Fandom through the eyes of Director Sarah Sullivan

In 1993, I had read every single book in the Babysitters Club series by Ann M. Martin, including spinoff books and special edition mysteries. A devoted fan, I tried to emulate Claudia Kishi’s cool artist fashion sense and tried to make my handwriting look like Dawn Schaefer’s. I attended an author event and nearly cried when I got to tell Ann Martin how much I loved her and I even tried my hand at fan fiction (a piece of BSC/Sweet Valley High crossover fic that I really wish I had kept for posterity).

Sarah meeting Ann M. Martin

This might have been my entrance point to fandom but it wasn’t my last – in high school I discovered Buffy the Vampire Slayer and experienced internet fandom for the first time (you don’t know intense until you’ve stared down a message board of Buffy-Spike vs. Buffy-Angel OTPs), and I have never been able to resist a YA Dystopian trilogy. For awhile, a fellow YA-fan and I blogged extensively about our love of young adult literature (see some examples here and here), and when I got married last year, my best friends threw me a Divergent themed wedding shower (Divergent Bride. It was brilliant). 

From the “Divergent Bride” Wedding Shower

So when we decided to put Fandom in our season this year, I immediately felt a connection to the community. When our artistic team started holding workshops and talking to people at fan events, that connection grew even deeper. 

It’s not to say I’m an expert – as with all of us, there has been a lot of learning about the fandoms we don’t already have a connection to. In the last few months I’ve started watching Dr. Who, Game of Thrones and Supernatural, started listening to fan podcasts, watched a lot of YouTube and read a TON of fan fiction. I love fan fiction, actually – I love seeing the ways in which being a consumer of an arts experience can lead to becoming a creator. I love fan art, and seeing the things that I love being re-imagined by other artists. I love hearing people talk about their fandoms, their OTPs and their headcanons. It’s smart and thoughtful – the way we talk about things that matter to us and the way we connect over things that we have in common.  

But when our artistic team decided to create a play about fan culture and the way young people participate in it, we initially were met with some surprise about the topic. After all, since our founding, Rising Youth Theatre has been committed to creating plays that reflect the stories and experiences of young people in our community. This primarily takes the form of social justice work, and it is this work that our company is passionate about. We have done plays about immigration, about young people in foster care, about the high school dropout rate – all major issues for our community that have a direct impact on young people. But I sincerely believe that, the inclusion of this play, of these stories of the fan experience into that collection is a natural fit. A story about how young people build community around their fandoms, a story about what it means to really love something and connect with others who feel the same way – is an incredibly powerful, youth-driven story. We are supporting our mission by telling a story that reflects the authentic experience of young people in our community. And it has led us into some significant conversations. We’ve talked about everything in rehearsal from our personal OTPs (One True Pairing) to the fallout from Gamergate and how we can build safe, inclusive spaces online. In many ways, the entrance point for conversation about shared fandoms has allowed us to jump more naturally into deep, challenging dialogue in a safe and thoughtful space.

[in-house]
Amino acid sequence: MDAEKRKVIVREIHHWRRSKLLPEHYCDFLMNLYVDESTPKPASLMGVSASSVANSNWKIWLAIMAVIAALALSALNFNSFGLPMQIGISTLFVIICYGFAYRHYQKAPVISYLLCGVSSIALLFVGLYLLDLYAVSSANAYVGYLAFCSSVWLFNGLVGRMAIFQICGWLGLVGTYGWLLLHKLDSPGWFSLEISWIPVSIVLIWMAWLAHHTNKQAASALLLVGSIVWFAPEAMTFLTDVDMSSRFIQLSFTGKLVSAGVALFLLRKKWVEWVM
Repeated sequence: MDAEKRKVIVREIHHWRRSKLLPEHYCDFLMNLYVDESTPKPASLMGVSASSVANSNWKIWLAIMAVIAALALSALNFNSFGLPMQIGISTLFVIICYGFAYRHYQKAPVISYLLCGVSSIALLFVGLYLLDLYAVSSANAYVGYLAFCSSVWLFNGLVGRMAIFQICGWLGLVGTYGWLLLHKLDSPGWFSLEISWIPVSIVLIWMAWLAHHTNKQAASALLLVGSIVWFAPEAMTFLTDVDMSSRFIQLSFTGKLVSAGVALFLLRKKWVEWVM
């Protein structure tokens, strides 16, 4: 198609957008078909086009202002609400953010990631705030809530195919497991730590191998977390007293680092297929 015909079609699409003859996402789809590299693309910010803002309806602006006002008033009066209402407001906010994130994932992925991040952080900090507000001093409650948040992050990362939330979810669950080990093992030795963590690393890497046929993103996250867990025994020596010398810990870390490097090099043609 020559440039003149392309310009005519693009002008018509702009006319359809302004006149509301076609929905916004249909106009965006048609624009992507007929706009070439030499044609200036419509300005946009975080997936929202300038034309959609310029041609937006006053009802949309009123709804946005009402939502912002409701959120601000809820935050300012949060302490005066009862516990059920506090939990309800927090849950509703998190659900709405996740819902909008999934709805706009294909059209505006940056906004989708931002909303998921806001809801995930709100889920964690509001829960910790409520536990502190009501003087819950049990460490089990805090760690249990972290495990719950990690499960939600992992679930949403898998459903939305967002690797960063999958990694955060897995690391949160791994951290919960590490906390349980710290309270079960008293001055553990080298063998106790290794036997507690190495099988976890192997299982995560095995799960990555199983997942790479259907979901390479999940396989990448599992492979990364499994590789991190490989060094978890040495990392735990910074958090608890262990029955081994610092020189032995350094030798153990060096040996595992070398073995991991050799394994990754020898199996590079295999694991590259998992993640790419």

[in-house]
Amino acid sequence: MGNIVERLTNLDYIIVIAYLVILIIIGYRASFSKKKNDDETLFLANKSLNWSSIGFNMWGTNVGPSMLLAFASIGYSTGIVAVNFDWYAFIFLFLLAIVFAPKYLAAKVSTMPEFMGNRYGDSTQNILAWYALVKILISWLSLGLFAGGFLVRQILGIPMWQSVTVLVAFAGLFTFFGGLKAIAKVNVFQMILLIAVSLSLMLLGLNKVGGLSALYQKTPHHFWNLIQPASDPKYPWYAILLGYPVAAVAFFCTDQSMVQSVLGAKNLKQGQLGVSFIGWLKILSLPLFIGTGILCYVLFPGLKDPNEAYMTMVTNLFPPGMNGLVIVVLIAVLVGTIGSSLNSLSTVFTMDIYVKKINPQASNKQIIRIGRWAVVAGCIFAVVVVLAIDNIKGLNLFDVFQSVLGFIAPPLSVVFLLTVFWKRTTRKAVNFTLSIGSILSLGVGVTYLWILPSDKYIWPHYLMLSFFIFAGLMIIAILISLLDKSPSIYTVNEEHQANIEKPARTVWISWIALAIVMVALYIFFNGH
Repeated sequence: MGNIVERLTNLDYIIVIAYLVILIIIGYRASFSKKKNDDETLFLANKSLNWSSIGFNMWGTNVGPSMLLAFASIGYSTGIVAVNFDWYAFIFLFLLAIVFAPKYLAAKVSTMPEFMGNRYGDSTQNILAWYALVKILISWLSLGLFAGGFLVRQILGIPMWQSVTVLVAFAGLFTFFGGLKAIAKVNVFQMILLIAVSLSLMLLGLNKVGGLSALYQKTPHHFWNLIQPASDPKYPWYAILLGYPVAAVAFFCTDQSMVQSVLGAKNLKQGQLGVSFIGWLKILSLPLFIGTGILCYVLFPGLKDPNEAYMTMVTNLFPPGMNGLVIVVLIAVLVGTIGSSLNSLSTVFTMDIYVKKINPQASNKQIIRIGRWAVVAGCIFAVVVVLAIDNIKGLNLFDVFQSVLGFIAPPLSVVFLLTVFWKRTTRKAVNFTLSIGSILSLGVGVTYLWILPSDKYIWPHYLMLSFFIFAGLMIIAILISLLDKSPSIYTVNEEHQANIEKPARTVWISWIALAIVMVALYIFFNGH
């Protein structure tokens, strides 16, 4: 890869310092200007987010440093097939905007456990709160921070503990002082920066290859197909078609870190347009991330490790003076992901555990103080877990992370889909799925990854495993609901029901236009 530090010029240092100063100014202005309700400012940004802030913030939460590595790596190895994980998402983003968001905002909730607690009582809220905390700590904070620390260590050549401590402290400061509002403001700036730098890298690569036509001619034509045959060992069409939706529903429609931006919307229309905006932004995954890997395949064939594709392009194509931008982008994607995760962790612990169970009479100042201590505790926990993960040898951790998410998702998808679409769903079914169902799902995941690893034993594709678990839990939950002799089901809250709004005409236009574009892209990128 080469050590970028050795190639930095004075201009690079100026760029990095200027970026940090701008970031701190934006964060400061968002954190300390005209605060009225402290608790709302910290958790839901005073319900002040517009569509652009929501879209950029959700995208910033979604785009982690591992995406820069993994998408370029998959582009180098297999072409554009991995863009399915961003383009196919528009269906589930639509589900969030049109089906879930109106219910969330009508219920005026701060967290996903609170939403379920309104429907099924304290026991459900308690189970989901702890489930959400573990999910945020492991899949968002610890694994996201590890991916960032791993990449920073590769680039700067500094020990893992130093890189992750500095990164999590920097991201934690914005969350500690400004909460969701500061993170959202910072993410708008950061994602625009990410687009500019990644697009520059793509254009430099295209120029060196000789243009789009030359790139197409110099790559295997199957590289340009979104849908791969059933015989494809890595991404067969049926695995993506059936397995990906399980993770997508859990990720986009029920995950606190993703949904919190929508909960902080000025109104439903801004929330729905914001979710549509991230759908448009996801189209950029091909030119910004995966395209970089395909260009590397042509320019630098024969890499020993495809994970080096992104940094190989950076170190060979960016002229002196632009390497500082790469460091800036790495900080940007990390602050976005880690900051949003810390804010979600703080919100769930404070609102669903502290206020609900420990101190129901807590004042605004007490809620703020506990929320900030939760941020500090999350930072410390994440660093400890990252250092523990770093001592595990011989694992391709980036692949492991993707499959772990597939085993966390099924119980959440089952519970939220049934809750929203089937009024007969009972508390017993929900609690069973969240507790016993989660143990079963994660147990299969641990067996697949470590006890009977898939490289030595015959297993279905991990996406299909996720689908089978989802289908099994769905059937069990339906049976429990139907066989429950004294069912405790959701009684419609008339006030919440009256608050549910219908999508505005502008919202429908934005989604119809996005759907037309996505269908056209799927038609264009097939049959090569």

A moment from a workshop developing Fandom

What’s more, fan spaces, on the internet and IRL (in real life) are usually youth-driven spaces. Telling this story has allowed the adult artists in the room to step back, listen and learn. Actually, we’re all learning. Fandoms are for everyone. But they also give us an entrance point to connect with and learn from each other. This can happen across lines that divide us, bridging differences and challenging perceptions. Fandoms are powerful.        

One of the lines from the play early on is “survival is insufficient,” uttered by the Chancellor of a bleak dystopian society as she looks to rebuild. It’s a Star Trek reference, that was also heavily featured in Emily St. John Mandel’s award-winning Station Eleven last year. So in addition to being a multilayered fan reference, I find this also to be an incredibly powerful statement, and one that makes a case for fan culture, for art, for needing something beyond just getting from one day to the next. If survival is insufficient, if we also need art, music, writing, and story, then we also need people to care about these things. Fandoms have the power to bring people together and the power to inspire a new generation of creators. We hope you’ll join us in June to be part of this conversation, to tell us about your fandoms, and to learn from our brilliant ensemble of young artists. We hope you’ll wear a costume (because if you do, you’ll get in free). And we hope you’ll talk about the show and it’s themes online and off.

Playwright Carrie Behrens and Director Sarah Sullivan in Renegade City Cosplay

Fandom by Carrie Behrens will be performed at the Phoenix Center for the Arts June 13 – 21. Tickets can be reserved here Join the conversation on our Facebook (, Twitter & Instagram (@risingyouththea) and by using the hashtag #FandomPlay


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